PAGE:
I never had much time for memes. I've always seen the concept of memes (as opposed to some of the memes themselves) as a harmless bit of fun that has got a bit out-of-hand. But now I'm beginning to wonder:

Since the re-launch of the Friends of Charles Darwin website 2½ days ago, the number of new members joining has been truly phenomenal. It had taken 12 years to amass (if that's an appropriate word) the 415 members prior to Wednesday evening's relaunch. At the time of writing (07:15 on Saturday) there are now 727 members. That's a 75% increase in 2½ days. Like I said, phenomenal.

The reason for the incredible response is quite clear: two mentions on PZ Myers' hugely popular evolutionary weblog, Pharyngula. It was Peter McGrath from the the Beagle Project who tipped him off a few hours before the planned re-launch, and, within minutes of PZ's initial post, new members began to pour in thick and fast (no offence intended). Then, when PZ published a follow-up post (later picked up by Seed Magazine) the next day, all hell broke loose. I'm not kidding, I thought I was under some sort of denial-of-service attack: new membership applications were coming in so quickly, the system was struggling to cope. People were starting to get record-locking errors as two or more of them tried to join at exactly the same time (I had realised that this was a risk, but had decided it was so unlikely that it wasn't worth doing anything about it). Then I became part of the problem by trying to update the membership list while the new applications were still piling in. So I gave up and waited for things to calm down (i.e. for America to go to bed).

Two and a half days later, and I'm still feeling shell-shocked.

Anyway, welcome to the Friends of Charles Darwin, you lot! (And I use the word advisedly.)

Welcome to the Red Notebook

Why the Red Notebook?

Well, all weblogs need a name, and I wanted this one's to have a distinctly Darwinian ring to it:

The Red Notebook (as Darwin scholars refer to it) was the first in a series of notebooks that Darwin used to record and develop his thoughts on evolution. He began the notebook towards the end of his voyage aboard HMS Beagle. Initially, he used it simply for recording the ship's location and depth soundings, but, on returning to England, he filled its later pages with his early evolutionary musings. His subsequent notebooks contained much more information, but these are referred to as Notebook B, C, D etc.—which don't have quite the same ring to them.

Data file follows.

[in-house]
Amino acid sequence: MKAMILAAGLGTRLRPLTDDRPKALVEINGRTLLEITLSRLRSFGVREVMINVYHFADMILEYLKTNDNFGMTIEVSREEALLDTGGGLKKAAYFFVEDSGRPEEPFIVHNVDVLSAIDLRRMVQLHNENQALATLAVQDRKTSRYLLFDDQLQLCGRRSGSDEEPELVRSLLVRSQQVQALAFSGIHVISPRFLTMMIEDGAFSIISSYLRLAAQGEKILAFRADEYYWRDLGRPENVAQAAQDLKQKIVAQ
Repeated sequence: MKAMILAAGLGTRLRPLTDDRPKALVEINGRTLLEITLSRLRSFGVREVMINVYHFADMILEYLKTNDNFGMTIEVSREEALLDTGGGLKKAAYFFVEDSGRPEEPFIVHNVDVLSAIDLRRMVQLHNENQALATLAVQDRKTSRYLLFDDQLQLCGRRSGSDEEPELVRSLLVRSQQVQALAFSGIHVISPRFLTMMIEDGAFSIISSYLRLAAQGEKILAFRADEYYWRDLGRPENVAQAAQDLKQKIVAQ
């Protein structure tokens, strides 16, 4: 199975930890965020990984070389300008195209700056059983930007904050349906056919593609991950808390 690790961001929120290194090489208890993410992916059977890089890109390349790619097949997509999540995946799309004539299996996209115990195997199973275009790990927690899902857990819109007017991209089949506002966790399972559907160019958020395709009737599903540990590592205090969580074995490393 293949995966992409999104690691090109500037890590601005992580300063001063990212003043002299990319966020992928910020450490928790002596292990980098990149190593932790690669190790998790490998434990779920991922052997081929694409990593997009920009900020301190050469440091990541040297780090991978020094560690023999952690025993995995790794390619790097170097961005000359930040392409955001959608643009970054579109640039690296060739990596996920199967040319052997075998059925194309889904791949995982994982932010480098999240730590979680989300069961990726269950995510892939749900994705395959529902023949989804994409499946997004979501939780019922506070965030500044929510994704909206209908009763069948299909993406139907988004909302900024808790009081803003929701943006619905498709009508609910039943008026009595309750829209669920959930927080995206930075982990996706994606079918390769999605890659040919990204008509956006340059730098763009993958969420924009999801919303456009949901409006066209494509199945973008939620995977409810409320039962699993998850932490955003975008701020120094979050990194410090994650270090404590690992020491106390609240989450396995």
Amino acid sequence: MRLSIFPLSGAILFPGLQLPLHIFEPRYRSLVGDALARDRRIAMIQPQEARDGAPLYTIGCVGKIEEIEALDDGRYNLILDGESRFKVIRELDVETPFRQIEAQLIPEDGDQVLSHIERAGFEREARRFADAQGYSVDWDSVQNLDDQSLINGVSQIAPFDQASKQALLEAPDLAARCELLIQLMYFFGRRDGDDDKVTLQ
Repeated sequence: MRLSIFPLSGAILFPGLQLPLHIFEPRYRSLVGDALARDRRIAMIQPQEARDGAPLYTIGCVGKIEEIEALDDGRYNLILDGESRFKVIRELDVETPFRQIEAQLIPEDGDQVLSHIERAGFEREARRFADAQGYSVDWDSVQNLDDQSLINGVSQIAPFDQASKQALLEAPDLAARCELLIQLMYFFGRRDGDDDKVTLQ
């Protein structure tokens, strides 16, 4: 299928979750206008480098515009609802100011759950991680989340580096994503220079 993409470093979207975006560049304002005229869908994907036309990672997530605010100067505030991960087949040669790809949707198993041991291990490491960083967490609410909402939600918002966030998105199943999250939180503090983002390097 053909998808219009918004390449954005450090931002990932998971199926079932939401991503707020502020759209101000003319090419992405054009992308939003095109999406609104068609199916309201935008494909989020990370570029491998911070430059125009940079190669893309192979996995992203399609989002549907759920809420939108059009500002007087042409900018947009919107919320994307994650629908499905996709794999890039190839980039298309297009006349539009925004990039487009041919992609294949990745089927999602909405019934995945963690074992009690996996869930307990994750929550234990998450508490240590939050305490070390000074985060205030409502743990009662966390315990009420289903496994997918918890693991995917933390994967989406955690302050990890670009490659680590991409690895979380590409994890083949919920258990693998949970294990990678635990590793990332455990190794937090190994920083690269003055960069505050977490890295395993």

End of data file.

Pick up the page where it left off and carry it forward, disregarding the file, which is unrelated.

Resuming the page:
So the Red Notebook it is!

In 2002, at home with a broken leg, I was invited to contribute an essay to a book being compiled in celebration of Darwin Day 2003. The essay (which I have published online for the first time today) encouraged people to become amateur scientists, exhorting readers (with new emphasis added) to:

Build yourself a slug-arium; count the spots on ladybirds; look for peppered moths on tree trunks; try to create a blue sweet pea; breed pigeons; find out whether male crustaceans ever fight for the females; look for seeds in bird pellets; try floating seeds in salt-water; keep a notebook; involve your friends; email people; read books; search the web; if you have a website, publish your findings (even if they're inconclusive).

… I thought it was about time I took my own advice.

I intend to use this latter-day Red Notebook to record my own thoughts and discoveries about Darwin, evolution, natural history, and related matters. I do not claim to be an expert in any of these fields, so I am sure I will make a few mistakes on the way. In fact, I hope I make a few mistakes on the way, for mistakes are an important part of (as another of my scientific heroes, Richard Feynman, put it) the pleasure of finding things out.

It should be fun.

Postscript: In July 2012, following a website revamp, I dropped the name The Red Notebook and started referring instead to The Friends of Charles Darwin blog. The name The Red Notebook was confusing people, and diluting the Friends of Charles Darwin brand.